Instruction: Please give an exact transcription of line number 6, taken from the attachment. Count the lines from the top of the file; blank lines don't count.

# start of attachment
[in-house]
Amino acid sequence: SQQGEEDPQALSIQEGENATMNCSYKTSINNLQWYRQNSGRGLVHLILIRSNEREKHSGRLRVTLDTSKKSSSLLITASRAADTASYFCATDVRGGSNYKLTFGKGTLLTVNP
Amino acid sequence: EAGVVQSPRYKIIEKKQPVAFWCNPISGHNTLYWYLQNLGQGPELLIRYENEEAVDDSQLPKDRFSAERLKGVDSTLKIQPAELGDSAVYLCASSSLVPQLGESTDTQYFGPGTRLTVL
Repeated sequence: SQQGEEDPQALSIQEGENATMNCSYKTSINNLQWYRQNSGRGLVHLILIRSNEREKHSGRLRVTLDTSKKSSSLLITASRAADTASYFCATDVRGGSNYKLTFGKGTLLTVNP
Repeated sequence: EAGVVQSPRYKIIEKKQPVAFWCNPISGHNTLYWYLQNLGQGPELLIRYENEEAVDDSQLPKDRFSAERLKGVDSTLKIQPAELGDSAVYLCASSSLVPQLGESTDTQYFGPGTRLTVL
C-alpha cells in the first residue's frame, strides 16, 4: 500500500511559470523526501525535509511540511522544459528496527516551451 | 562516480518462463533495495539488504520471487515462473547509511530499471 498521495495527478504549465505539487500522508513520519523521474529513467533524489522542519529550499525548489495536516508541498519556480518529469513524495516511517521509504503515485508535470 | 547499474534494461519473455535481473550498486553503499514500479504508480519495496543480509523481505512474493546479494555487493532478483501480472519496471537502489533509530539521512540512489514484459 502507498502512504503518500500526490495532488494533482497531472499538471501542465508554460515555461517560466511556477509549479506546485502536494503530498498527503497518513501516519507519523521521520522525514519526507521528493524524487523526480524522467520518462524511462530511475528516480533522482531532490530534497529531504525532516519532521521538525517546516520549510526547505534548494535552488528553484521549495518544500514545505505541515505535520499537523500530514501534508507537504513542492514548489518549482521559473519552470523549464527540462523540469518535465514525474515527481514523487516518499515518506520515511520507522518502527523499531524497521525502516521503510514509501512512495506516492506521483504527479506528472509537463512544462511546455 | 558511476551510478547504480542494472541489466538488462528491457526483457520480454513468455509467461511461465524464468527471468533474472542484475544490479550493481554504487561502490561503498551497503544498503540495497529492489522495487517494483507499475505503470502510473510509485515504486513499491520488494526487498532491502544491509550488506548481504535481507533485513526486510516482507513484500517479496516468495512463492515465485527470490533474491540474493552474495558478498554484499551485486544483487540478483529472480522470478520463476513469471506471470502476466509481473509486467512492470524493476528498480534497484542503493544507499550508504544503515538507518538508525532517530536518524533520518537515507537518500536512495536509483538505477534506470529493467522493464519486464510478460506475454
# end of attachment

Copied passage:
C-alpha cells in the first residue's frame, strides 16, 4: 500500500511559470523526501525535509511540511522544459528496527516551451 | 562516480518462463533495495539488504520471487515462473547509511530499471 498521495495527478504549465505539487500522508513520519523521474529513467533524489522542519529550499525548489495536516508541498519556480518529469513524495516511517521509504503515485508535470 | 547499474534494461519473455535481473550498486553503499514500479504508480519495496543480509523481505512474493546479494555487493532478483501480472519496471537502489533509530539521512540512489514484459 502507498502512504503518500500526490495532488494533482497531472499538471501542465508554460515555461517560466511556477509549479506546485502536494503530498498527503497518513501516519507519523521521520522525514519526507521528493524524487523526480524522467520518462524511462530511475528516480533522482531532490530534497529531504525532516519532521521538525517546516520549510526547505534548494535552488528553484521549495518544500514545505505541515505535520499537523500530514501534508507537504513542492514548489518549482521559473519552470523549464527540462523540469518535465514525474515527481514523487516518499515518506520515511520507522518502527523499531524497521525502516521503510514509501512512495506516492506521483504527479506528472509537463512544462511546455 | 558511476551510478547504480542494472541489466538488462528491457526483457520480454513468455509467461511461465524464468527471468533474472542484475544490479550493481554504487561502490561503498551497503544498503540495497529492489522495487517494483507499475505503470502510473510509485515504486513499491520488494526487498532491502544491509550488506548481504535481507533485513526486510516482507513484500517479496516468495512463492515465485527470490533474491540474493552474495558478498554484499551485486544483487540478483529472480522470478520463476513469471506471470502476466509481473509486467512492470524493476528498480534497484542503493544507499550508504544503515538507518538508525532517530536518524533520518537515507537518500536512495536509483538505477534506470529493467522493464519486464510478460506475454